The trend is clearly towards white office and packaging papers, which is also due to the pandemic – caused by home offices. Achim Wiese (ROWE Gesellschaft für Rohstoffhandel, Wertstoffrecycling Entsorgung mbH) also observes an increase in the proportion of foreign matter in the waste paper quantities from household collection due to misthrows and poor sorting performance by the reprocessors: “There is more and more waste in the waste paper that arrives at the paper mills.” The expert does not believe “that the mix of roadside collected material will return to the status quo ante corona.”
Trend towards digitalisation accelerates
According to VDP figures, in 2020 the German paper industry’s recovered paper input ratio was 79 per cent, one per cent more than the year before. In total, the paper industry produced around 21.4 million tonnes of paper, cardboard and paperboard in 2020. The turnover of the industry as a whole fell by 11.6 percent to 12.7 billion euros. The production of packaging papers – the largest group of grades in Germany – increased by 2.6 percent to 12.4 million tonnes in the crisis year 2020. The reason for the positive development was the increased demand for packaging for food and online trade during the Corona pandemic. Sanitary papers also recorded a production growth of two per cent. The hoarding of toilet paper had presented manufacturers with special challenges in production and logistics. In 2020, a total of 1.5 million tonnes of tissue papers were produced, about half of which was toilet paper.
The production of graphic papers declined significantly in 2020. Here, production fell by 15.1 per cent to six million tonnes. On the one hand, the Corona pandemic has further accelerated the trend towards digitalisation; on the other hand, there were one-off effects caused by the lockdown, especially in the second quarter of 2020, for example in the postponement of advertising measures and the closure of sales outlets. This affects the entire print value chain. The production of paper and board for technical and special purposes remained almost unchanged at minus 0.2 percent; this includes, for example, decorative papers for the furniture industry. Here production was around 1.4 million tonnes.
Collect graphic paper and packaging separately?
It was also discussed whether graphic paper and packaging can and should be collected separately at source. Achim Wiese sees this as unfeasible from a cost perspective: “If we only collect packaging, then you have an enormous volume in the collection vehicle. But the weight is very low. And that is also very questionable from the carbon footprint. We need to think about whether single-stream recycling, as practised in the US and other countries, can lead to an increase in quality – by sorting better then.”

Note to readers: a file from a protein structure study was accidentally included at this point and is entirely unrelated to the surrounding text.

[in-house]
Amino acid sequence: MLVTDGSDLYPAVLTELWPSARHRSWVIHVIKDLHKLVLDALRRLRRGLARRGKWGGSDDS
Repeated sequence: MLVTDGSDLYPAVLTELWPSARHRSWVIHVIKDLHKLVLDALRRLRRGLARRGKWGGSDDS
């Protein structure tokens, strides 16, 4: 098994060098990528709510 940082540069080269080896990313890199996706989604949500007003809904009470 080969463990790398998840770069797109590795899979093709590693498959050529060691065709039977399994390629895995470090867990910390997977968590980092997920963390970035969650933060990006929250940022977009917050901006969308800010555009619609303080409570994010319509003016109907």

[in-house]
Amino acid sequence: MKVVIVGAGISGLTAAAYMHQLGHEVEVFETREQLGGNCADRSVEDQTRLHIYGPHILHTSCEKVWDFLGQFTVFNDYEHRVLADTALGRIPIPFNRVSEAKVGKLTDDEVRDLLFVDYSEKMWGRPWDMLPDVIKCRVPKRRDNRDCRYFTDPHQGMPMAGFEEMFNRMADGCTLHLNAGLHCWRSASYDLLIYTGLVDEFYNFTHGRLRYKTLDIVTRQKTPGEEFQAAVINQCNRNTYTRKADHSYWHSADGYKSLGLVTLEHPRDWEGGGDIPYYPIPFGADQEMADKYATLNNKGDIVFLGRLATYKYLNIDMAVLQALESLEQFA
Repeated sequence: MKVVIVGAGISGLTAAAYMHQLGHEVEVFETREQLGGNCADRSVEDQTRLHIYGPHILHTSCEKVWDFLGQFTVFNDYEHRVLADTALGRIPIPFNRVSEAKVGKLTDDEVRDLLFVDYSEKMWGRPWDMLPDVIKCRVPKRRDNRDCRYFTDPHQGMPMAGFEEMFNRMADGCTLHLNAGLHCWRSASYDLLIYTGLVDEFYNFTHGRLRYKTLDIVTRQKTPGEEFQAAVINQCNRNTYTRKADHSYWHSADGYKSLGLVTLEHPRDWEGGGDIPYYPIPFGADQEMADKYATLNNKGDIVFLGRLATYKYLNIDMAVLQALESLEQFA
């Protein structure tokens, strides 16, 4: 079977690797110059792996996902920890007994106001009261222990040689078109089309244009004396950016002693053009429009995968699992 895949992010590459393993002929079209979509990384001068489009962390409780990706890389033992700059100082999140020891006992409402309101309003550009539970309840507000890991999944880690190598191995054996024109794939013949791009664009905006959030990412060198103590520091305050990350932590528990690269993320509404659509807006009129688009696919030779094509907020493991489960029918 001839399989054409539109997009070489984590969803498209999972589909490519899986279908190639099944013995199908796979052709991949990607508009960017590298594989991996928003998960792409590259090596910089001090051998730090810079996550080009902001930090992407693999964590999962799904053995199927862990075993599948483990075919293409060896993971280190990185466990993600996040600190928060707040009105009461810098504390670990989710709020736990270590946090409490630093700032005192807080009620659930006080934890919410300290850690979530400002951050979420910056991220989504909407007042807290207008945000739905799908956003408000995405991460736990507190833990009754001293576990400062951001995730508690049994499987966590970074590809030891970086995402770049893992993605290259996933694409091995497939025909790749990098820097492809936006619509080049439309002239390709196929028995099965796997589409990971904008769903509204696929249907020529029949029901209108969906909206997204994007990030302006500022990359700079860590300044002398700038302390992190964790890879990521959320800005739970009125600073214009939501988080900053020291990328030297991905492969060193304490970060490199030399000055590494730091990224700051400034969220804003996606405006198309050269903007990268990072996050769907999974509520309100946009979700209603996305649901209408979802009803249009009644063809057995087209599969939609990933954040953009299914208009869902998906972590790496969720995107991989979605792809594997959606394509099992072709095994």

A further deepening and expansion of the separation system would also not meet with acceptance among the population. And it is questionable whether separate collection would still produce sufficient quantities of graphic paper for deinking. Improving the quality of waste paper sorting would also be cost-intensive. Are the paper mills prepared to pay higher prices for better sorted goods? Johannes Jacoby (Tomra Sorting Recycling) and Victor Reutenauer (Fotonower) presented how sorting processes can be optimised through digitalisation and artificial intelligence. The French company Fotonower, for example, has developed a camera-based solution for quality recognition during incoming goods inspection in sorting companies.
Philipp Stolper (Fogra) reviewed the current status of research into mineral oil-free printing inks. Since 2016, the Fogra Research Institute for Media Technologies has been working in a funded project on the market launch of mineral oil-free coldset inks. The aim of the research project was to develop two ink series to such an extent that their permanent use in print shops is possible. This was to be proven by three-month practical trials. In addition to the applicability, one focus was on the deinkability of the products as well as the analysis of the mineral oil content according to the BfR method. The newly developed inks were used in the printing press of the Frankfurt Societäts-Druckerei. Thus the functionality was only tested on one type of coldset press.